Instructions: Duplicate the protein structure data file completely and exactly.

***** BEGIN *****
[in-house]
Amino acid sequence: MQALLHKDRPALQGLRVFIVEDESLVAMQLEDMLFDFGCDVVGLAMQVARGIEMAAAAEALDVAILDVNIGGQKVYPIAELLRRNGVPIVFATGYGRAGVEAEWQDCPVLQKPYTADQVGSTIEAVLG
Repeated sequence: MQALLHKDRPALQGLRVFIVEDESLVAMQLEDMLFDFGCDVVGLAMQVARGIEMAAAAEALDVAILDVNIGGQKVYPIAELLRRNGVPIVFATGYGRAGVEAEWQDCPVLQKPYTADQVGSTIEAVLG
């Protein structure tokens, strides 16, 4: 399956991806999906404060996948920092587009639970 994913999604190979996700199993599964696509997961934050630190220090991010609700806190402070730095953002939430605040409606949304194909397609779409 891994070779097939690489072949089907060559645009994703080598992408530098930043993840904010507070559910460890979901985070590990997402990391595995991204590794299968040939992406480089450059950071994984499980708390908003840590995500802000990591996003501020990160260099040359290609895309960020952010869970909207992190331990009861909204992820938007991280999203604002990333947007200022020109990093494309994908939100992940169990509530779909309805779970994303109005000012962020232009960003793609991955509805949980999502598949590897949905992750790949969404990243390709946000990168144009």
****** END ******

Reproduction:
[in-house]
Amino acid sequence: MQALLHKDRPALQGLRVFIVEDESLVAMQLEDMLFDFGCDVVGLAMQVARGIEMAAAAEALDVAILDVNIGGQKVYPIAELLRRNGVPIVFATGYGRAGVEAEWQDCPVLQKPYTADQVGSTIEAVLG
Repeated sequence: MQALLHKDRPALQGLRVFIVEDESLVAMQLEDMLFDFGCDVVGLAMQVARGIEMAAAAEALDVAILDVNIGGQKVYPIAELLRRNGVPIVFATGYGRAGVEAEWQDCPVLQKPYTADQVGSTIEAVLG
């Protein structure tokens, strides 16, 4: 399956991806999906404060996948920092587009639970 994913999604190979996700199993599964696509997961934050630190220090991010609700806190402070730095953002939430605040409606949304194909397609779409 891994070779097939690489072949089907060559645009994703080598992408530098930043993840904010507070559910460890979901985070590990997402990391595995991204590794299968040939992406480089450059950071994984499980708390908003840590995500802000990591996003501020990160260099040359290609895309960020952010869970909207992190331990009861909204992820938007991280999203604002990333947007200022020109990093494309994908939100992940169990509530779909309805779970994303109005000012962020232009960003793609991955509805949980999502598949590897949905992750790949969404990243390709946000990168144009």